Attorney General

Addiction Counselors Die From Opioid Overdoses at Chester County Facility

Needles, baggies and cigarettes littered the scene. The counselors each tested positive for heroin and fentanyl.

Two counselors at an addiction treatment center in Chester County died of opioid overdoses Sunday afternoon, according to a statement issued by Chester County District Attorney Tom Hogan.

First responders found the counselors in separate rooms at the Freedom Ridge Recovery Lodge in West Brandywine Township. Both were unresponsive. Needles, baggies and cigarettes littered the scene. The counselors each tested positive for heroin and fentanyl.

Residents at the facility attempted to revive the counselors using naloxone, which reverses the effects of an overdose if administered immediately. Pennsylvania has a standing order that was issued in 2015 by Physician General Rachel Levine that requires every pharmacy to dispense naloxone or narcan to any patient who asks for it. A prescription from a primary care physician is not necessary.

“If anyone is wondering how bad the opioid epidemic has become, this case is a frightening example,” Hogan said in news release. “The staff members in charge of supervising recovery addicts succumbed to their own addiction.” [[238427591, C]]

The counselors lived and worked at the home as on-site counselors with six male residents. The counselors' duties included organizing daily activities for the residents and keeping medications under lock-and-key.

A call seeking comment from the owner of the group home, located in a quiet residential area in West Brandywine, weren't immediately returned Wednesday.

Many addiction counselors are former addicts. It wasn't immediately clear if that was the case for the two who died.

Baggies stamped with a Superman symbol and “danger” logo were found next to the bodies of each counselor. The baggies tested positive for heroin and fentanyl, officials said.

Hogan warned the public to stay away from baggies with those markings, saying they contain drugs “likely to kill anybody who uses them.”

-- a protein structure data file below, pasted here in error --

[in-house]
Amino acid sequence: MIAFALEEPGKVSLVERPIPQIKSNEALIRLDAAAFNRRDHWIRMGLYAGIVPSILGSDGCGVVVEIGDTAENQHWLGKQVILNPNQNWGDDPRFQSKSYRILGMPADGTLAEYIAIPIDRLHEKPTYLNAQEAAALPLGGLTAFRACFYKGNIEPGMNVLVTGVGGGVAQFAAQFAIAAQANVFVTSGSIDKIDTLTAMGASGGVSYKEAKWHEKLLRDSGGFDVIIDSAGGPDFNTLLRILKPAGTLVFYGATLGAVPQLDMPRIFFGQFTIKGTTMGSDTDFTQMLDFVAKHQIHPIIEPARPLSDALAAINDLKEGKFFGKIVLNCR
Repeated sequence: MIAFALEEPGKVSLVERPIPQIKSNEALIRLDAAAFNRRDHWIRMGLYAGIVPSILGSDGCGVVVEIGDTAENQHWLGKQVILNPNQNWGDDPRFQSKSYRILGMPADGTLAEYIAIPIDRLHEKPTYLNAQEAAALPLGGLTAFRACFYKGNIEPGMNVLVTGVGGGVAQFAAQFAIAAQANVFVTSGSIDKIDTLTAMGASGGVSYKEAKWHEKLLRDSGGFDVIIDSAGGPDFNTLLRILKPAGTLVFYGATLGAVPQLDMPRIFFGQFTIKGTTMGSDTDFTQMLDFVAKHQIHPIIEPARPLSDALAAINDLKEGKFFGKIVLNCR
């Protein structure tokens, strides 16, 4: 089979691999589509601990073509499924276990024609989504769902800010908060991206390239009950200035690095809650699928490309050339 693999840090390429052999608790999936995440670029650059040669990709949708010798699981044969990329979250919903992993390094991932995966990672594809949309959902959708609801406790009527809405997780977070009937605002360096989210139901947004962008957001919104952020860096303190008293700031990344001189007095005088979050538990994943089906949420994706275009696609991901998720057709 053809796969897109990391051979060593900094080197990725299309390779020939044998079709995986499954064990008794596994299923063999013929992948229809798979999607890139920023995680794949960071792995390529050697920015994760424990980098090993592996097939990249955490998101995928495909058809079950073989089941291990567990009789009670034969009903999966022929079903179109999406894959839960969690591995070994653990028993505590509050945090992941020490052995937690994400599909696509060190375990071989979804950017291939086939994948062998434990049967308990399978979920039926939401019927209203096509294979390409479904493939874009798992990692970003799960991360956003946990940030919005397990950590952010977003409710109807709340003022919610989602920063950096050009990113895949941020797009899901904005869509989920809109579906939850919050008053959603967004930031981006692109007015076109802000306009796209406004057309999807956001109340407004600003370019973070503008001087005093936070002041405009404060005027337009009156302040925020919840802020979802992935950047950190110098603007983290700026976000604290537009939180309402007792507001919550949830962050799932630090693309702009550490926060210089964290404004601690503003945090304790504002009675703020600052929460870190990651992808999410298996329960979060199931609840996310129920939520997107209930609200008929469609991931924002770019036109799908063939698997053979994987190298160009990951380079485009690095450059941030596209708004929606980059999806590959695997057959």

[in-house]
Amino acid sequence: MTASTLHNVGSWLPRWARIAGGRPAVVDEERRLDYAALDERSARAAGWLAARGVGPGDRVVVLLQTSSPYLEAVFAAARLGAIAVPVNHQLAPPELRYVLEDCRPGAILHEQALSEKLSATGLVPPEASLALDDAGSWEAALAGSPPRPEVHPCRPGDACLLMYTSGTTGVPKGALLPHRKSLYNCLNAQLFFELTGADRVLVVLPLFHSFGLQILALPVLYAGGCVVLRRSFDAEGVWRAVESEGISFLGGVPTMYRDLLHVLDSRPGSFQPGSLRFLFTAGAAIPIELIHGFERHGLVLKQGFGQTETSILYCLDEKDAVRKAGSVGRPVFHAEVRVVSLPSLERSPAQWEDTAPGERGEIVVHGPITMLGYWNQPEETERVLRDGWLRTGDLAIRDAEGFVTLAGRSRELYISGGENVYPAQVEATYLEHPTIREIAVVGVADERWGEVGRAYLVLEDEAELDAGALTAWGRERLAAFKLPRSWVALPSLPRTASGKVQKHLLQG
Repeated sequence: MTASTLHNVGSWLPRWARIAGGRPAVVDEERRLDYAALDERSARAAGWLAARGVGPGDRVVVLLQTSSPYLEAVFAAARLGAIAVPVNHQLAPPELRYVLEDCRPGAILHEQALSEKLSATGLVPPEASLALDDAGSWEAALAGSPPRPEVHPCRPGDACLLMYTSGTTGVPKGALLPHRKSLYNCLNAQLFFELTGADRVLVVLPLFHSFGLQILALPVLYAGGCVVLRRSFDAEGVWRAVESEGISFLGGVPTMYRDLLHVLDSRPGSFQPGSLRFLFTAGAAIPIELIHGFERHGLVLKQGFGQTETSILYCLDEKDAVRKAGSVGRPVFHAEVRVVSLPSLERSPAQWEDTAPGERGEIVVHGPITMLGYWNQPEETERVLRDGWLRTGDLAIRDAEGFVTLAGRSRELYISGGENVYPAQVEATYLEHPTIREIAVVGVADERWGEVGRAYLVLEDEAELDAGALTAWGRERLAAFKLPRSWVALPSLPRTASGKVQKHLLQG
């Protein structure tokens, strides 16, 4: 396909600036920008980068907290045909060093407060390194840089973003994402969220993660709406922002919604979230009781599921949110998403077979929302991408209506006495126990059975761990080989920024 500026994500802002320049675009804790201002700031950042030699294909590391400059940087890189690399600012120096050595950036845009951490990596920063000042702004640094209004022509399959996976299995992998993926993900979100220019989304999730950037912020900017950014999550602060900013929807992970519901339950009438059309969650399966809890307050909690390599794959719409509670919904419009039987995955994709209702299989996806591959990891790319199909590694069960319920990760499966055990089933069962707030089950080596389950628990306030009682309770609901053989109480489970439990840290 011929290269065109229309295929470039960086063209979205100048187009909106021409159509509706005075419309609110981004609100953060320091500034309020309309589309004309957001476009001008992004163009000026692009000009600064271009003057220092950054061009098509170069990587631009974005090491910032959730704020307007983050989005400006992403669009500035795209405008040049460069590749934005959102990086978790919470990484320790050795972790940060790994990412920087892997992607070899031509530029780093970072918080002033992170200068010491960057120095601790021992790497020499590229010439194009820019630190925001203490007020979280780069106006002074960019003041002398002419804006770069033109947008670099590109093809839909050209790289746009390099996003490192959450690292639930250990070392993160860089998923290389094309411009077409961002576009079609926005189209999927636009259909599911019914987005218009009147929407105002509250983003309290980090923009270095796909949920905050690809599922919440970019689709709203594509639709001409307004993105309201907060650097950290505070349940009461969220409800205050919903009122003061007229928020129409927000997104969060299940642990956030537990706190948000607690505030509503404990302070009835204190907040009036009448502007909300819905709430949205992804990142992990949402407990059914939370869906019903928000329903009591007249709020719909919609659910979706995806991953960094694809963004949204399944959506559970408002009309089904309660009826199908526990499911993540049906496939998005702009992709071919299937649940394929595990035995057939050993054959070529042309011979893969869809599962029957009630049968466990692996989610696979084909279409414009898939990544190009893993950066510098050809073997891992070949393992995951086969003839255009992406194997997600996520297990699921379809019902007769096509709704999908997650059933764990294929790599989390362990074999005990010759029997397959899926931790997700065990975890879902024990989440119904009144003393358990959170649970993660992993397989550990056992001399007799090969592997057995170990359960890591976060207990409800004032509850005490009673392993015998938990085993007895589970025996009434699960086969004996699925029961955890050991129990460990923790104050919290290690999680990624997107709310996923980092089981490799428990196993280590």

Law enforcement officers weren't even allowed to handle the drugs without special precautions “because of the extreme danger of death or injury,” Hogan said.

Last week, a Philadelphia advocate for safe injection clinics died of a heroin overdose in Kensington. Paul Yabor, a volunteer with Prevention Point, spent the last morning of his life handing out clean needles to heroin users.

By 7:45 p.m. that evening, he was found face down near train tracks favored by drug users.

People recovering from addiction are at especially high risk of overdosing. The danger comes in taking the same dose as they did while using regularly. If their system is clean from drugs, a heavy dose can prove fatal.

"Thank you for your efforts Paul and condolences to your family, friends and all that knew and loved you. Salute," Prevention Point wrote on its Facebook page.

Pennsylvania Attorney General Josh Shapiro has made fighting the opioid epidemic his top priority.

Speaking at a forum Tuesday, he called addiction the “No. 1 public safety challenge in Pennsylvania.”

"Treatment has to be a part of this," he said. "We have to change the public stigma surrounding treatment, and we have to make treatment available and accessible."

Copyright AP - Associated Press
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